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Residential green power demand in the United States

Leila Dagher (), Lori Bird and Jenny Heeter

Renewable Energy, 2017, vol. 114, issue PB, 1062-1068

Abstract: This paper investigates the demand determinants of green power in the U.S. residential sector. The data employed were collected by the National Renewable Energy Laboratory and consist of a cross-section of seven utilities observed over 13 years. A series of tests are performed that resulted in estimating a demand equation using the one-way cross-section random effects model. As expected, we find that demand is highly price inelastic. More interestingly though, is that elasticity with respect to number of customers is 0.52 leading to the conclusion that new subscribers tend to purchase less green power on average than the existing customers. Another compelling finding is that obtaining accreditation will have a 28.5% positive impact on consumption. Knowing that gaining green accreditation is important to the success of programs, utilities may want to seek certification and highlight it in their advertising campaigns.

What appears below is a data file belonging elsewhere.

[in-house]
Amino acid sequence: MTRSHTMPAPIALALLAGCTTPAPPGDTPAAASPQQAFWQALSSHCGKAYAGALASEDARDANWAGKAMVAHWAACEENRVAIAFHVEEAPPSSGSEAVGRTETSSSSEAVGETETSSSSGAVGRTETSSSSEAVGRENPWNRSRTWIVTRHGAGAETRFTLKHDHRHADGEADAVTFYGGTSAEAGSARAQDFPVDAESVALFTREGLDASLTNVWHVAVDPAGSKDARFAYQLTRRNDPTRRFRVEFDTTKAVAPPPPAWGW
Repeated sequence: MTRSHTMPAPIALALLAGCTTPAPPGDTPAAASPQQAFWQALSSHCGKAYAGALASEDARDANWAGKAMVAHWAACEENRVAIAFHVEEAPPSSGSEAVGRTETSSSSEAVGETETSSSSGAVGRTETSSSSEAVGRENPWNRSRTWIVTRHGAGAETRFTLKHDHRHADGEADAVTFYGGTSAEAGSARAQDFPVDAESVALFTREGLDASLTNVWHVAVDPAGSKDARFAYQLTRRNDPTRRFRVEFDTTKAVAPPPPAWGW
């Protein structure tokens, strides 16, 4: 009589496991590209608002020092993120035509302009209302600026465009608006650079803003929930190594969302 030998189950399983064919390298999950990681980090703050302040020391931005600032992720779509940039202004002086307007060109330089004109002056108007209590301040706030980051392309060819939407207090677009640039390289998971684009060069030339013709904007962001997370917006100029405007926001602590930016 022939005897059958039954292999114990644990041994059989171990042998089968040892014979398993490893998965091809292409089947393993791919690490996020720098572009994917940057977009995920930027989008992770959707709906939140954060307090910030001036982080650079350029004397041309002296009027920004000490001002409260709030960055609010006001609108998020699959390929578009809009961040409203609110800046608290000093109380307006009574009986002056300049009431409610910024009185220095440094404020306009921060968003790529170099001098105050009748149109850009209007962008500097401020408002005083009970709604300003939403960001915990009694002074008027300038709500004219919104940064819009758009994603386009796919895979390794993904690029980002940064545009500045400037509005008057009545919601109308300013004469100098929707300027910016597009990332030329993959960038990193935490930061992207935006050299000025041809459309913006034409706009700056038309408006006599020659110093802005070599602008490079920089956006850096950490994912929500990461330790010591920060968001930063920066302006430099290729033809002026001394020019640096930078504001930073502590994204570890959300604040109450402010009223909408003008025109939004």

Keywords: Green power; Green tariff; Voluntary market; Renewable energy; Price elasticity; Panel data (search for similar items in EconPapers)
JEL-codes: C33 C51 Q21 Q41 (search for similar items in EconPapers)
Date: 2017
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